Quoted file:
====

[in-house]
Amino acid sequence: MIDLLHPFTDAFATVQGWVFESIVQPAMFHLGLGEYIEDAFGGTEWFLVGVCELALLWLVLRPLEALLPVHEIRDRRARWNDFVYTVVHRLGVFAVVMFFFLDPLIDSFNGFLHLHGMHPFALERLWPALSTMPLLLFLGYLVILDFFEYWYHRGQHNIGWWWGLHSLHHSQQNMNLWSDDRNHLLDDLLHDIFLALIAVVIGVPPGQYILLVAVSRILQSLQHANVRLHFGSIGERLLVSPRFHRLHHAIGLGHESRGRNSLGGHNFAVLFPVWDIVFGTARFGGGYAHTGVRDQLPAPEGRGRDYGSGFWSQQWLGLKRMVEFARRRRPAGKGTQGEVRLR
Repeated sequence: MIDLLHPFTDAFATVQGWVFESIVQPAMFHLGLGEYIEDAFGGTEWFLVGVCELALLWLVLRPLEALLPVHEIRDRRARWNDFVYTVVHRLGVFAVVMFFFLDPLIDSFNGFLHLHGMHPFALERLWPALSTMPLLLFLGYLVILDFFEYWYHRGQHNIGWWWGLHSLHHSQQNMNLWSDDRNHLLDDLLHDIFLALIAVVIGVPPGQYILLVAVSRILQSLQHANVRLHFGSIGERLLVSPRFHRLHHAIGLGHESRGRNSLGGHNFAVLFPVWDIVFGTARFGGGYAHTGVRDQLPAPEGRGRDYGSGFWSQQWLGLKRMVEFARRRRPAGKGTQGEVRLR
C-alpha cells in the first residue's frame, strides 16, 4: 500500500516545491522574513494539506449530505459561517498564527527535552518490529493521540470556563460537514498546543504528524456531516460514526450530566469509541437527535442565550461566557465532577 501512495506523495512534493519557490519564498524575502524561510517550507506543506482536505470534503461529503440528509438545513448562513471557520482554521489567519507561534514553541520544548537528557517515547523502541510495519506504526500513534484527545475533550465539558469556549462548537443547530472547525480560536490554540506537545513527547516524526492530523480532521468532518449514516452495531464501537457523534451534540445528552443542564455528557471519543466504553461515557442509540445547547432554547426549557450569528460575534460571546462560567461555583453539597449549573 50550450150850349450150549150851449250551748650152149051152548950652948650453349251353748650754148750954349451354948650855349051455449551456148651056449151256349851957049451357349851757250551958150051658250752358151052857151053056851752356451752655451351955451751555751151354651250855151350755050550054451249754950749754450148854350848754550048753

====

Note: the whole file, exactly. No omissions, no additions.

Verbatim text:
[in-house]
Amino acid sequence: MIDLLHPFTDAFATVQGWVFESIVQPAMFHLGLGEYIEDAFGGTEWFLVGVCELALLWLVLRPLEALLPVHEIRDRRARWNDFVYTVVHRLGVFAVVMFFFLDPLIDSFNGFLHLHGMHPFALERLWPALSTMPLLLFLGYLVILDFFEYWYHRGQHNIGWWWGLHSLHHSQQNMNLWSDDRNHLLDDLLHDIFLALIAVVIGVPPGQYILLVAVSRILQSLQHANVRLHFGSIGERLLVSPRFHRLHHAIGLGHESRGRNSLGGHNFAVLFPVWDIVFGTARFGGGYAHTGVRDQLPAPEGRGRDYGSGFWSQQWLGLKRMVEFARRRRPAGKGTQGEVRLR
Repeated sequence: MIDLLHPFTDAFATVQGWVFESIVQPAMFHLGLGEYIEDAFGGTEWFLVGVCELALLWLVLRPLEALLPVHEIRDRRARWNDFVYTVVHRLGVFAVVMFFFLDPLIDSFNGFLHLHGMHPFALERLWPALSTMPLLLFLGYLVILDFFEYWYHRGQHNIGWWWGLHSLHHSQQNMNLWSDDRNHLLDDLLHDIFLALIAVVIGVPPGQYILLVAVSRILQSLQHANVRLHFGSIGERLLVSPRFHRLHHAIGLGHESRGRNSLGGHNFAVLFPVWDIVFGTARFGGGYAHTGVRDQLPAPEGRGRDYGSGFWSQQWLGLKRMVEFARRRRPAGKGTQGEVRLR
C-alpha cells in the first residue's frame, strides 16, 4: 500500500516545491522574513494539506449530505459561517498564527527535552518490529493521540470556563460537514498546543504528524456531516460514526450530566469509541437527535442565550461566557465532577 501512495506523495512534493519557490519564498524575502524561510517550507506543506482536505470534503461529503440528509438545513448562513471557520482554521489567519507561534514553541520544548537528557517515547523502541510495519506504526500513534484527545475533550465539558469556549462548537443547530472547525480560536490554540506537545513527547516524526492530523480532521468532518449514516452495531464501537457523534451534540445528552443542564455528557471519543466504553461515557442509540445547547432554547426549557450569528460575534460571546462560567461555583453539597449549573 50550450150850349450150549150851449250551748650152149051152548950652948650453349251353748650754148750954349451354948650855349051455449551456148651056449151256349851957049451357349851757250551958150051658250752358151052857151053056851752356451752655451351955451751555751151354651250855151350755050550054451249754950749754450148854350848754550048753